Today we're wrapping up our Doomsday Countdown of The Top Five Natural Disasters That Could End The World This Month. Next up? Our Top Five ManMade Catastrophies in which we talk about topics including Singularity, Nanotechnology, and the almighty Grey Goo.
But let's not get ahead of ourselves because today's topic is. . . HUGE! On this day, we explore: black holes gone rogue. And our friends over at Discovery Communications HOWSTUFFWORKS are going to help us out.
As they explain it, black holes rank among the most fearsome phenomena in the universe. Their gargantuan gravity warps space and time—and our understanding of them—almost to the breaking point. From a distance, a black hole acts like any massive, gravitational object—that is, until it’s right on top of you. From a distance, it follows classical mechanics and Newton’s law of universal gravitation, which tells us the attraction between two objects is proportional to their masses and drops off rapidly with distance. In other words, there’s no gravitational difference between R136a1, a blue dwarf star weighing 265 suns, and a 265-solar-mass black hole. But get close enough for a black hole to wrap you in its gravitational sleeper hold—and you’re grappling with a completely different set of rules. . . an EXTREMELY different set.
If you wanted to study a black hole from a starship [and who wouldn't?], you’d find that the closer you got to the monstrous mass, the harder your engines would have to work just to maintain a circular orbit. At first, firing off the occasional rocket burst would suffice to stabilize you; as you closed in, you’d have to expend enormous amounts of energy just to maintain something resembling an irregular orbit. Go closer still, and nonstop rocket burn would be all that stood between you and absolute annihilation.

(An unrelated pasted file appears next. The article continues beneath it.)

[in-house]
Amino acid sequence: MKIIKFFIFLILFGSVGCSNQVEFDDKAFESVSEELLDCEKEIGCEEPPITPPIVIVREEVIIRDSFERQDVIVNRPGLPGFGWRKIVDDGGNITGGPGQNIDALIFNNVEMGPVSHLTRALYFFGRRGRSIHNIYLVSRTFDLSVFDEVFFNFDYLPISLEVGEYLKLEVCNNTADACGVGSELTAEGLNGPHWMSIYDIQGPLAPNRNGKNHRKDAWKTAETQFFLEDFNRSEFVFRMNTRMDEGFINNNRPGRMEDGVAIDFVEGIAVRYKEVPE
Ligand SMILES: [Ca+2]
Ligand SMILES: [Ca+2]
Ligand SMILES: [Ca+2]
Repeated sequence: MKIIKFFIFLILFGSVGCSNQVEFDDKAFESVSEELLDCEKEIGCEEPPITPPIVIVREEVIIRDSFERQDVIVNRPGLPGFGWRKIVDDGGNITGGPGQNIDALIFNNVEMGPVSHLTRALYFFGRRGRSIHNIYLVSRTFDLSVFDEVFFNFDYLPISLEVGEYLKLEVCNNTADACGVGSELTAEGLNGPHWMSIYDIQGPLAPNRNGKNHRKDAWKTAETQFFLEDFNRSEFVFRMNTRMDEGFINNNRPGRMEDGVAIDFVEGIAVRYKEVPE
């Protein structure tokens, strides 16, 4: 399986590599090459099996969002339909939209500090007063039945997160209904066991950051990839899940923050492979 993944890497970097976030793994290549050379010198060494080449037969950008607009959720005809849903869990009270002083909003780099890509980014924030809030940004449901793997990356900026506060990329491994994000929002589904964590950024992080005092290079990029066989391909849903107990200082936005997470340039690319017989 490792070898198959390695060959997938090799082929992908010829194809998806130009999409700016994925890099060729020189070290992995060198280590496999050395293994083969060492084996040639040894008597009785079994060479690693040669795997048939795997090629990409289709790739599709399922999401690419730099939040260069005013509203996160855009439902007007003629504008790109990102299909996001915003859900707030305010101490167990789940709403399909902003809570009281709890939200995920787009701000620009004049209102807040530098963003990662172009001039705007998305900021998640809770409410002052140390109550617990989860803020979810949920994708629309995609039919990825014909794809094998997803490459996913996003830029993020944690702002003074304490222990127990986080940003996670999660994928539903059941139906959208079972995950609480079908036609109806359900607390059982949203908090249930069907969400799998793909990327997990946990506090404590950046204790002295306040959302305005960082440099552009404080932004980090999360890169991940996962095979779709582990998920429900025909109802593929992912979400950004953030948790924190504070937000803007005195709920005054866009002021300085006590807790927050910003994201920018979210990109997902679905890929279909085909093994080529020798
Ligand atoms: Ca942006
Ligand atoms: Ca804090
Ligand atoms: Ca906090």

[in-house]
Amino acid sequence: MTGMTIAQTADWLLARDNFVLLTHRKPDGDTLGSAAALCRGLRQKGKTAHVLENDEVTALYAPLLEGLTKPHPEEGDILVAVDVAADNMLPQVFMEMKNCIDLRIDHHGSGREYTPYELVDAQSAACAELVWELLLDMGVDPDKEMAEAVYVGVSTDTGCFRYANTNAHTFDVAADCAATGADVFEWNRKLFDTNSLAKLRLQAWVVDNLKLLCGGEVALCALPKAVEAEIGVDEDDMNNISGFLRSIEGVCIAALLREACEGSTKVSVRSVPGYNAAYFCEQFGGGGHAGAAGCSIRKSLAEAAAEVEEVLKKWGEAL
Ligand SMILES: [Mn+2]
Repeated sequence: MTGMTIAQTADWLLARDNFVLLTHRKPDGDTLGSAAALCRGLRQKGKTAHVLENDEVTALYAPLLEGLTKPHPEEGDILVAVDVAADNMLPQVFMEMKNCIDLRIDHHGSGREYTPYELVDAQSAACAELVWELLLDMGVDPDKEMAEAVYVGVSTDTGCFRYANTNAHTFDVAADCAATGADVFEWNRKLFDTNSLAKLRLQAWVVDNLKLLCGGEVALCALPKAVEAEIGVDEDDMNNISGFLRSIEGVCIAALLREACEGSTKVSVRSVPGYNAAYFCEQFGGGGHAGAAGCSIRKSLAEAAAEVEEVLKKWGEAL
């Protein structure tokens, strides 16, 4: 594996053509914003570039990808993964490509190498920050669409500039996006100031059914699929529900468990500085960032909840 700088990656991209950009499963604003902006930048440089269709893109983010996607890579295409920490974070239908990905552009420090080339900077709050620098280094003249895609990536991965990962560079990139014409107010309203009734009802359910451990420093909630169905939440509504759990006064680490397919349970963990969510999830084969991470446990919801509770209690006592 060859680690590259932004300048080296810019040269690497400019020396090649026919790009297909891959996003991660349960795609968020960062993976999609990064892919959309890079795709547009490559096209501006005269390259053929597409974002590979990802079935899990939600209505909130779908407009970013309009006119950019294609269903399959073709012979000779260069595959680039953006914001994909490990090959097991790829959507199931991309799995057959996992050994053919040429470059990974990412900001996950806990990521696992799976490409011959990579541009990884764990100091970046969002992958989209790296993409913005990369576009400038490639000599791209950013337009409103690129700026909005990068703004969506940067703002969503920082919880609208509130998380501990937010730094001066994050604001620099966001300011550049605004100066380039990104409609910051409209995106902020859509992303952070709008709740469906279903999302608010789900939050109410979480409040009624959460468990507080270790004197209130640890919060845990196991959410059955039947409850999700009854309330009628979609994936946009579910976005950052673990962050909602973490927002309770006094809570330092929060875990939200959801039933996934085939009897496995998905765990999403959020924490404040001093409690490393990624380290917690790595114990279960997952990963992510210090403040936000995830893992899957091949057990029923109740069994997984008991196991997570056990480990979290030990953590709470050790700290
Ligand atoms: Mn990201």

Once you ran out of fuel (or succumbed to space madness and turned off the engines), you would spiral in to the black hole’s Event Horizon—a boundary beyond which nothing, not even light, can escape. From there, you’d have a date with destiny: Nothing you could do would stop your inexorable journey toward the singularity, a core of infinitely distorted space-time where physics, as we know it, curls up in a ball and whimpers.
Okay . . . so that's what happens out in space. Far away. How's a black hole going to do a flyby on Earth? Where would it come from?
Well, either a black hole would spontaneously form in our vicinity [more on that theory and the Large Hadron Collider next week], or a rogue black hole would just happen to pass nearby. As well-known astrophysicist Neil deGrasse Tyson once told news program 20/20 with his characteristic understatement, “It would be a bad day for the solar system if we got visited by a black hole.”
Here’s the good news: A black hole of typical size moving at a characteristic speed would give us about a hundred years of warning in which to get our act together. A slower moving black hole might give us ten times that long. Either way, the minute we sense one approaching, it’ll be time to start building that space ark—"Danger, Will Robinson. Danger."
For more on rogue black holes and how to spot them, download the new ebook: HOWSTUFFWORKS: The End of the World available December 11.
Is the world ending without you? Quick! Catch-up on our countdown by visiting these links:
End of the World Doomsday Countdown: Day 17
End of the World Doomsday Countdown: Day 18
End of the World Doomsday Countdown: Day 19
End of the World Doomsday Countdown: Day 20
End of the World Doomsday Countdown: In the Beginning
[Wondering what would happen if you fell into a black hole? Watch this video and wonder no more.]